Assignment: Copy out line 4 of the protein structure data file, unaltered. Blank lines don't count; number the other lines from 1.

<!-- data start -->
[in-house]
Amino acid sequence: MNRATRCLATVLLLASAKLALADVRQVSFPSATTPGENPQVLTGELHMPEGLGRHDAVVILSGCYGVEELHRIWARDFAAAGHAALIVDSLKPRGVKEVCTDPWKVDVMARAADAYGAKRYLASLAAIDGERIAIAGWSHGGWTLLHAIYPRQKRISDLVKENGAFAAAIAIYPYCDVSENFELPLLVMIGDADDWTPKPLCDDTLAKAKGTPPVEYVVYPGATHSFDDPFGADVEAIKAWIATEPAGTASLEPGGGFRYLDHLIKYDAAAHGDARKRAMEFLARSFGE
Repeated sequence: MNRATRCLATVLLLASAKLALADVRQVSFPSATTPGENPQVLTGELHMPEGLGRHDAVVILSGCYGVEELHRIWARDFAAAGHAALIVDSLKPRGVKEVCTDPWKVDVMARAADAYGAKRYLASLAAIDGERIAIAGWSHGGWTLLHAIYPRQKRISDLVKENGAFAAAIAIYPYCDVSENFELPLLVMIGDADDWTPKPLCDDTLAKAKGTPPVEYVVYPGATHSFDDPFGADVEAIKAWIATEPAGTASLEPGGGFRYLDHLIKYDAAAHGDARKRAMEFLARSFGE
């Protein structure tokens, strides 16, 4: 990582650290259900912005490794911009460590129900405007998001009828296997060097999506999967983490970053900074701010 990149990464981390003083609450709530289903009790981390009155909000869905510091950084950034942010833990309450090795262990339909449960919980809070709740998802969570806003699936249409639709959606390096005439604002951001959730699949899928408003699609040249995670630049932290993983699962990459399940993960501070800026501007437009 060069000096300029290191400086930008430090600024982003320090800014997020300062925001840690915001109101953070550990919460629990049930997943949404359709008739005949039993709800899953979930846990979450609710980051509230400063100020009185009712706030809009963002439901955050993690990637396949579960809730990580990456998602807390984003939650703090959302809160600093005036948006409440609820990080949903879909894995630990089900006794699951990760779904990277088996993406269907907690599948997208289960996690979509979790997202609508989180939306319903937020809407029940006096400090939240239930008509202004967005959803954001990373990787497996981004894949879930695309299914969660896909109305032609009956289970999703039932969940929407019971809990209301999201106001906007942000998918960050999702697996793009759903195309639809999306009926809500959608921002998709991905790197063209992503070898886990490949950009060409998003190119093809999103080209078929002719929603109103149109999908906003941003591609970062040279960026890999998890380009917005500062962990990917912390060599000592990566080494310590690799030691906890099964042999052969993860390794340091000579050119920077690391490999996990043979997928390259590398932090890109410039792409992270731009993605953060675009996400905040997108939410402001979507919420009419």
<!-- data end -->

């Protein structure tokens, strides 16, 4: 990582650290259900912005490794911009460590129900405007998001009828296997060097999506999967983490970053900074701010 990149990464981390003083609450709530289903009790981390009155909000869905510091950084950034942010833990309450090795262990339909449960919980809070709740998802969570806003699936249409639709959606390096005439604002951001959730699949899928408003699609040249995670630049932290993983699962990459399940993960501070800026501007437009 060069000096300029290191400086930008430090600024982003320090800014997020300062925001840690915001109101953070550990919460629990049930997943949404359709008739005949039993709800899953979930846990979450609710980051509230400063100020009185009712706030809009963002439901955050993690990637396949579960809730990580990456998602807390984003939650703090959302809160600093005036948006409440609820990080949903879909894995630990089900006794699951990760779904990277088996993406269907907690599948997208289960996690979509979790997202609508989180939306319903937020809407029940006096400090939240239930008509202004967005959803954001990373990787497996981004894949879930695309299914969660896909109305032609009956289970999703039932969940929407019971809990209301999201106001906007942000998918960050999702697996793009759903195309639809999306009926809500959608921002998709991905790197063209992503070898886990490949950009060409998003190119093809999103080209078929002719929603109103149109999908906003941003591609970062040279960026890999998890380009917005500062962990990917912390060599000592990566080494310590690799030691906890099964042999052969993860390794340091000579050119920077690391490999996990043979997928390259590398932090890109410039792409992270731009993605953060675009996400905040997108939410402001979507919420009419």